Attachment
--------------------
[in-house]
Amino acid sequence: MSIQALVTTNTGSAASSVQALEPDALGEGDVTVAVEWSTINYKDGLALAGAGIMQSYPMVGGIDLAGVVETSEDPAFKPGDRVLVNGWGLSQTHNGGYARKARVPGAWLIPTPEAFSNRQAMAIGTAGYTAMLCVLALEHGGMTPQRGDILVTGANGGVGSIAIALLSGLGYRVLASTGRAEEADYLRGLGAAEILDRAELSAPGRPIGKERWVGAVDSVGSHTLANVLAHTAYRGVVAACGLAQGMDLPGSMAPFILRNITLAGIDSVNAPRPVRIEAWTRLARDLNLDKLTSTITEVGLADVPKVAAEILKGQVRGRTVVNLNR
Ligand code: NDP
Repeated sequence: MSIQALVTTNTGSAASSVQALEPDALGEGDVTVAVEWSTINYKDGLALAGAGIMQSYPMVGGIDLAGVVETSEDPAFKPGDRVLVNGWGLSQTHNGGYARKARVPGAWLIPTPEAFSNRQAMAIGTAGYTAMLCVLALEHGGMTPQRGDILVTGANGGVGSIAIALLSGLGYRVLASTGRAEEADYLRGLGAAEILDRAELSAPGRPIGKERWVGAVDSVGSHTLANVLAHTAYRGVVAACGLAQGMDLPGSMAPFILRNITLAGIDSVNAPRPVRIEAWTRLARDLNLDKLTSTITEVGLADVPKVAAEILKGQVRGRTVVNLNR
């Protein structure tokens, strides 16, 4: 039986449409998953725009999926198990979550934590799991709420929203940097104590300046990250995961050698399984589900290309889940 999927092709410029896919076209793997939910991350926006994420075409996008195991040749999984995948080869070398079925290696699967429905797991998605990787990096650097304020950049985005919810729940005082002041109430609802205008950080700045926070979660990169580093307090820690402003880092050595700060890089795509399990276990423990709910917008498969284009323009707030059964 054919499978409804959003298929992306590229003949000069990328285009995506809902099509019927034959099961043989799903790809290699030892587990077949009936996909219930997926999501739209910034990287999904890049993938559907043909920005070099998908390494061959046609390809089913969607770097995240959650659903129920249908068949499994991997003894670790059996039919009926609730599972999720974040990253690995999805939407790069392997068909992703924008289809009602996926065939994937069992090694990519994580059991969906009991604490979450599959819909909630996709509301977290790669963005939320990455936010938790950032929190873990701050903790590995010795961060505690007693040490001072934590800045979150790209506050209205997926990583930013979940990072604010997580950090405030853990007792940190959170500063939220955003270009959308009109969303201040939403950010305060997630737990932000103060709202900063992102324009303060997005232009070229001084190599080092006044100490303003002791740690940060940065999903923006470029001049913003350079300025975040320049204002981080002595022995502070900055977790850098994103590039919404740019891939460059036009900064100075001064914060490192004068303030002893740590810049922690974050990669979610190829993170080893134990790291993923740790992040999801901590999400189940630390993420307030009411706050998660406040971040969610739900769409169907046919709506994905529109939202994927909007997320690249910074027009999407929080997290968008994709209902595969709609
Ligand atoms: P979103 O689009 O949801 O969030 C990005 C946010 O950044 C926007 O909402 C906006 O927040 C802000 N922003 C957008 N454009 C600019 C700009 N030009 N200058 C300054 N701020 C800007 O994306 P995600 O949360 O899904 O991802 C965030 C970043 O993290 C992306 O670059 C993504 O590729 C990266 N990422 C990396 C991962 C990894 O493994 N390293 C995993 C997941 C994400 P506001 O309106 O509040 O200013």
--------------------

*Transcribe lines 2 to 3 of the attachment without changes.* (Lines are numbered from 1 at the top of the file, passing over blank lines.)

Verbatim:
Amino acid sequence: MSIQALVTTNTGSAASSVQALEPDALGEGDVTVAVEWSTINYKDGLALAGAGIMQSYPMVGGIDLAGVVETSEDPAFKPGDRVLVNGWGLSQTHNGGYARKARVPGAWLIPTPEAFSNRQAMAIGTAGYTAMLCVLALEHGGMTPQRGDILVTGANGGVGSIAIALLSGLGYRVLASTGRAEEADYLRGLGAAEILDRAELSAPGRPIGKERWVGAVDSVGSHTLANVLAHTAYRGVVAACGLAQGMDLPGSMAPFILRNITLAGIDSVNAPRPVRIEAWTRLARDLNLDKLTSTITEVGLADVPKVAAEILKGQVRGRTVVNLNR
Ligand code: NDP